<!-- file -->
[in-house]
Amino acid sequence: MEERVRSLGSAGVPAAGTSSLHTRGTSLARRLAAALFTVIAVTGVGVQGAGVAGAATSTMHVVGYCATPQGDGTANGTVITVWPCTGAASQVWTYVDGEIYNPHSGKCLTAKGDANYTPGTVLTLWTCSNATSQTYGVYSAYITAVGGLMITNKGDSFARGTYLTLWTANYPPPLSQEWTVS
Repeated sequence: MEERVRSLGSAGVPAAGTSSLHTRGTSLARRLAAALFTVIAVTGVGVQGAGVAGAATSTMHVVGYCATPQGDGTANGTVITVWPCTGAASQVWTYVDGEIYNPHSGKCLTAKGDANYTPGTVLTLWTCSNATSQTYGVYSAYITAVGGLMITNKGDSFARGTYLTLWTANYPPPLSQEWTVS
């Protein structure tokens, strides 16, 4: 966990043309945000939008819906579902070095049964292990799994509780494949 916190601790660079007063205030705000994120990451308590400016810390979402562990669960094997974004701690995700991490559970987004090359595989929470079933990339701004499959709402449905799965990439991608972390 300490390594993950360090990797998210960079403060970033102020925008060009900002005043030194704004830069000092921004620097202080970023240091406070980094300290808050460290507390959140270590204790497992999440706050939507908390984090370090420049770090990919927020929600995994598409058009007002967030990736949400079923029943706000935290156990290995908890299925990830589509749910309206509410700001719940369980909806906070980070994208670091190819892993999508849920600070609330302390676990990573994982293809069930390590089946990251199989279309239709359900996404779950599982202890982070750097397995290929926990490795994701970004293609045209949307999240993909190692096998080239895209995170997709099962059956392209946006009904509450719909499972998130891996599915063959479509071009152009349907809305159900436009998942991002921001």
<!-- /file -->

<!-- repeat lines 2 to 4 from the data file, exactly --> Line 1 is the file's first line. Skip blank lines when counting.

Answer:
Amino acid sequence: MEERVRSLGSAGVPAAGTSSLHTRGTSLARRLAAALFTVIAVTGVGVQGAGVAGAATSTMHVVGYCATPQGDGTANGTVITVWPCTGAASQVWTYVDGEIYNPHSGKCLTAKGDANYTPGTVLTLWTCSNATSQTYGVYSAYITAVGGLMITNKGDSFARGTYLTLWTANYPPPLSQEWTVS
Repeated sequence: MEERVRSLGSAGVPAAGTSSLHTRGTSLARRLAAALFTVIAVTGVGVQGAGVAGAATSTMHVVGYCATPQGDGTANGTVITVWPCTGAASQVWTYVDGEIYNPHSGKCLTAKGDANYTPGTVLTLWTCSNATSQTYGVYSAYITAVGGLMITNKGDSFARGTYLTLWTANYPPPLSQEWTVS
């Protein structure tokens, strides 16, 4: 966990043309945000939008819906579902070095049964292990799994509780494949 916190601790660079007063205030705000994120990451308590400016810390979402562990669960094997974004701690995700991490559970987004090359595989929470079933990339701004499959709402449905799965990439991608972390 300490390594993950360090990797998210960079403060970033102020925008060009900002005043030194704004830069000092921004620097202080970023240091406070980094300290808050460290507390959140270590204790497992999440706050939507908390984090370090420049770090990919927020929600995994598409058009007002967030990736949400079923029943706000935290156990290995908890299925990830589509749910309206509410700001719940369980909806906070980070994208670091190819892993999508849920600070609330302390676990990573994982293809069930390590089946990251199989279309239709359900996404779950599982202890982070750097397995290929926990490795994701970004293609045209949307999240993909190692096998080239895209995170997709099962059956392209946006009904509450719909499972998130891996599915063959479509071009152009349907809305159900436009998942991002921001």